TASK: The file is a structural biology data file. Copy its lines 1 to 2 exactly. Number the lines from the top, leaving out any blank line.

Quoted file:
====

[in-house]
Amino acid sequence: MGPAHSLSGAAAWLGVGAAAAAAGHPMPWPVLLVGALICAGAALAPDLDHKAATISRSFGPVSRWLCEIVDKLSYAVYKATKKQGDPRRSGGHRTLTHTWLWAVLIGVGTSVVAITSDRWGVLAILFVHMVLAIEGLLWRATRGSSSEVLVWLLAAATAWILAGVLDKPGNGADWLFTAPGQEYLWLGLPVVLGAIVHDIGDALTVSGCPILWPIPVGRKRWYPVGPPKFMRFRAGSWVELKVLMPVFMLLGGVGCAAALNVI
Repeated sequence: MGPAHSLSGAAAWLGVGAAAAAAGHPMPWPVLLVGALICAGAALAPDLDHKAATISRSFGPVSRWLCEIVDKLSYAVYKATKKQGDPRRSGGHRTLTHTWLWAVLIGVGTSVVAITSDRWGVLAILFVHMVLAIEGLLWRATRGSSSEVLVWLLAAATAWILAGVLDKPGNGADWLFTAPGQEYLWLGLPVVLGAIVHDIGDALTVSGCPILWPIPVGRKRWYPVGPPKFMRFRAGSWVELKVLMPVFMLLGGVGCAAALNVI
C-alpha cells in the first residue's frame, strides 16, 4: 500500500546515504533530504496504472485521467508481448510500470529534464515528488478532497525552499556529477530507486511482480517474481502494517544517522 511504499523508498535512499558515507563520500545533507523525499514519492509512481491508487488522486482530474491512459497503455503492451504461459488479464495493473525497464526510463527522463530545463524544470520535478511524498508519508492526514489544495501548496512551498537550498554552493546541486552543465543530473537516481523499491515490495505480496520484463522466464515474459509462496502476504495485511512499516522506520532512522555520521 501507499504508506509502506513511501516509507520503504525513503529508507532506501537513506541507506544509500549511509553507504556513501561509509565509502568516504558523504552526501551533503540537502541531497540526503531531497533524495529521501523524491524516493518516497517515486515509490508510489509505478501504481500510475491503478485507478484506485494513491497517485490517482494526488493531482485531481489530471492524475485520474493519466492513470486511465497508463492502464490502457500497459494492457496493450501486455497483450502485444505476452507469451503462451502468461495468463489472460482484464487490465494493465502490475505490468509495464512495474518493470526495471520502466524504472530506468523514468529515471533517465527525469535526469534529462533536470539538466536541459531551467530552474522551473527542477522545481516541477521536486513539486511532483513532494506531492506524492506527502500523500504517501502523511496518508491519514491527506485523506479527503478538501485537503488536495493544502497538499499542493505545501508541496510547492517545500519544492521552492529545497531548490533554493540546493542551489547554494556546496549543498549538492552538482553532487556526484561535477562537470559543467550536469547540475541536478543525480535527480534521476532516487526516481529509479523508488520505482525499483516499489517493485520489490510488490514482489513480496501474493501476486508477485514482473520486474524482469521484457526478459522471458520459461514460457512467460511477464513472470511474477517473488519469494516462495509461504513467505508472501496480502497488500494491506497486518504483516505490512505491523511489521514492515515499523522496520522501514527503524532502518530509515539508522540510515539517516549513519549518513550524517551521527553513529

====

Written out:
[in-house]
Amino acid sequence: MGPAHSLSGAAAWLGVGAAAAAAGHPMPWPVLLVGALICAGAALAPDLDHKAATISRSFGPVSRWLCEIVDKLSYAVYKATKKQGDPRRSGGHRTLTHTWLWAVLIGVGTSVVAITSDRWGVLAILFVHMVLAIEGLLWRATRGSSSEVLVWLLAAATAWILAGVLDKPGNGADWLFTAPGQEYLWLGLPVVLGAIVHDIGDALTVSGCPILWPIPVGRKRWYPVGPPKFMRFRAGSWVELKVLMPVFMLLGGVGCAAALNVI